Iraq: disruptions in the vicinity of strategic infrastructure in the oil region



Iraq: disruptions in the vicinity of strategic infrastructure in the oil region

Photo of skirmishes between demonstrators and security forces in the Iraqi city of Basra, 31 August 2018Haidar MOHAMMED ALI

Hundreds of protesters are blocking Sunday's strategic issues in the oil province of Basra, the birthplace of a social protest movement, and have been in the grip of a health crisis to date, an AFP correspondent reported.

Dozens of demonstrators gathered on the road to the Ben Omar oil field, which currently produces more than 40,000 barrels of oil a day.

Iraq recently signed a Memorandum of Understanding with the American company Orion Gas Processors to process and exploit the gas from this oil field, which is also the subject of negotiations with other companies, including the Chinese and American Exxon. .

Other groups of dozens of demonstrators block different ways: in the east, an artery that leads to different oil fields, as well as to the passage to Chalamcha, towards Iran. And to the west, which leads to Baghdad, where dozens of demonstrators burn tires and cause enormous traffic jams.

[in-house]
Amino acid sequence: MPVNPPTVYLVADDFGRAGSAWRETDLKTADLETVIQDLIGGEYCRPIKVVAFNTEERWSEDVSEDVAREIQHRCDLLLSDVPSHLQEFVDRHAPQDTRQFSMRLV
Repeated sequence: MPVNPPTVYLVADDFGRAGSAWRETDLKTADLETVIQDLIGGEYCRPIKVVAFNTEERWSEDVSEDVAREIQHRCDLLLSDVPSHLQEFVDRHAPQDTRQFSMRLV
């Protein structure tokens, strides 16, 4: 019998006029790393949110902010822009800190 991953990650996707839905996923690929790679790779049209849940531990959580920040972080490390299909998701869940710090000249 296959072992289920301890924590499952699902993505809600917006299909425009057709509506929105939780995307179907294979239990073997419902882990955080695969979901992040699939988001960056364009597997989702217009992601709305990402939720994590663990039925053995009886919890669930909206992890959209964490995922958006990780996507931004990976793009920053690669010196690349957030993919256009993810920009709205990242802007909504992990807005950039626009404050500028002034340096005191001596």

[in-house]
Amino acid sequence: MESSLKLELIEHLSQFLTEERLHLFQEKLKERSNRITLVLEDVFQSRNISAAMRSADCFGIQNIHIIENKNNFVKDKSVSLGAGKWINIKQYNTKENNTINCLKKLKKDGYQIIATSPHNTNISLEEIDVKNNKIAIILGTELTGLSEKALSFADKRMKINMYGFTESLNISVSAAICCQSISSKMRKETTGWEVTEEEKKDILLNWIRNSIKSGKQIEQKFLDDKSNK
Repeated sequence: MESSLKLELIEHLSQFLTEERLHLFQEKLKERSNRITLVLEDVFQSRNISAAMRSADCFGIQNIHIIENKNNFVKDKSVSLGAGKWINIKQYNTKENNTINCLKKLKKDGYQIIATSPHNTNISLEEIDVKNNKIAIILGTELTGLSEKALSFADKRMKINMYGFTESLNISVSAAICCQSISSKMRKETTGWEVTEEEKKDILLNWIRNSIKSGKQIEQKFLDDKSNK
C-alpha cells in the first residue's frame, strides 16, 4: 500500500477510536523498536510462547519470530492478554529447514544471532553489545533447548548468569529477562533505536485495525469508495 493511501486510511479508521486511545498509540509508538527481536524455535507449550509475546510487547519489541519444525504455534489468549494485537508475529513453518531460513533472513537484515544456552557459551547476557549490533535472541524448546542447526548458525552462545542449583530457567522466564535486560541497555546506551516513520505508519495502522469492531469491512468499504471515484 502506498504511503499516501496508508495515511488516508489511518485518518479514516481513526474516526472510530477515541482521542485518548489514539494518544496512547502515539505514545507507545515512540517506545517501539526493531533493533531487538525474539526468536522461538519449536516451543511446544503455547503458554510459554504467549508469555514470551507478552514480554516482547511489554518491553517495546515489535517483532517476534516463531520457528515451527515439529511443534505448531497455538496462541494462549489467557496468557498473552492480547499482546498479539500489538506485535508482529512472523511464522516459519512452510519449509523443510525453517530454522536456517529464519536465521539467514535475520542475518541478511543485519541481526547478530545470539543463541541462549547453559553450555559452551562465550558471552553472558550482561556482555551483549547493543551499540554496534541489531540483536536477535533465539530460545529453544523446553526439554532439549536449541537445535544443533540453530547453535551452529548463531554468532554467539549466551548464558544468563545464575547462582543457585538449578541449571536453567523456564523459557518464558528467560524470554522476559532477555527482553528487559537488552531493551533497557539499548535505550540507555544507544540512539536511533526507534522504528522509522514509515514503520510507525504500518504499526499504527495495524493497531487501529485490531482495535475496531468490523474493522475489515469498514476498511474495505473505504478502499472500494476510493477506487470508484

Eventually residents moved back together at the headquarters of the governor in Basra, where demonstrations took place on Friday and Saturday.

Large police and military cordones have been erected around a large perimeter, as in many other places in the oil province, which are faced with a cruel lack of infrastructure.

Oil exports reached an annual peak in August with nearly 112 million barrels sold for more than $ 7.7 billion, according to the Department of Oil.

Most people, especially in Basra, are of the opinion that they do not benefit from the juicy recipes of black gold and complain about galloping unemployment in a region where oil companies mainly employ workers. foreign.

In early July they had launched demonstrations in Basra, which then spread across the south of the country to demand better public services.

In addition, the province of Basra faces an unprecedented health crisis for three weeks: almost 20,000 people were admitted to hospital for poisoning after drinking water from the Shatt al-Arab.

Agriculture also suffers from this water pollution, coupled with a drought, which is important this year.


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